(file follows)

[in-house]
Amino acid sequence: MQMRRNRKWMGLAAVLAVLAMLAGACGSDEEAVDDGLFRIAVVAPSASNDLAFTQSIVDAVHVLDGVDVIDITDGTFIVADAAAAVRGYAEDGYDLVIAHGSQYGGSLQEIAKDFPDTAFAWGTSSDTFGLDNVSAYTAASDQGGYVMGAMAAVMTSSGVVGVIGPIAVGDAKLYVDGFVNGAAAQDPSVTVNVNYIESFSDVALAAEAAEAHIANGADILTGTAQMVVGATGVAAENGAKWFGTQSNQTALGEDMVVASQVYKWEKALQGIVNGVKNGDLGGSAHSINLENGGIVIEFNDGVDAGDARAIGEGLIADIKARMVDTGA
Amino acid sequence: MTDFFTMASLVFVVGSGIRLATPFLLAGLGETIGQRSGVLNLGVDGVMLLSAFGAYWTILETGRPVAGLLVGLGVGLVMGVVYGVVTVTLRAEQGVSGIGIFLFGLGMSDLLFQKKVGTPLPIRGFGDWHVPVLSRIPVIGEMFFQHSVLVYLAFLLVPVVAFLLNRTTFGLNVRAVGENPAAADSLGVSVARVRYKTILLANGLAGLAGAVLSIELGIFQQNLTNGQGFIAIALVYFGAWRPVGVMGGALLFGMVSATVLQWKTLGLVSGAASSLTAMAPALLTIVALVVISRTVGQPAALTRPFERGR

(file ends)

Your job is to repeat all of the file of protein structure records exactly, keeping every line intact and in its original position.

[in-house]
Amino acid sequence: MQMRRNRKWMGLAAVLAVLAMLAGACGSDEEAVDDGLFRIAVVAPSASNDLAFTQSIVDAVHVLDGVDVIDITDGTFIVADAAAAVRGYAEDGYDLVIAHGSQYGGSLQEIAKDFPDTAFAWGTSSDTFGLDNVSAYTAASDQGGYVMGAMAAVMTSSGVVGVIGPIAVGDAKLYVDGFVNGAAAQDPSVTVNVNYIESFSDVALAAEAAEAHIANGADILTGTAQMVVGATGVAAENGAKWFGTQSNQTALGEDMVVASQVYKWEKALQGIVNGVKNGDLGGSAHSINLENGGIVIEFNDGVDAGDARAIGEGLIADIKARMVDTGA
Amino acid sequence: MTDFFTMASLVFVVGSGIRLATPFLLAGLGETIGQRSGVLNLGVDGVMLLSAFGAYWTILETGRPVAGLLVGLGVGLVMGVVYGVVTVTLRAEQGVSGIGIFLFGLGMSDLLFQKKVGTPLPIRGFGDWHVPVLSRIPVIGEMFFQHSVLVYLAFLLVPVVAFLLNRTTFGLNVRAVGENPAAADSLGVSVARVRYKTILLANGLAGLAGAVLSIELGIFQQNLTNGQGFIAIALVYFGAWRPVGVMGGALLFGMVSATVLQWKTLGLVSGAASSLTAMAPALLTIVALVVISRTVGQPAALTRPFERGR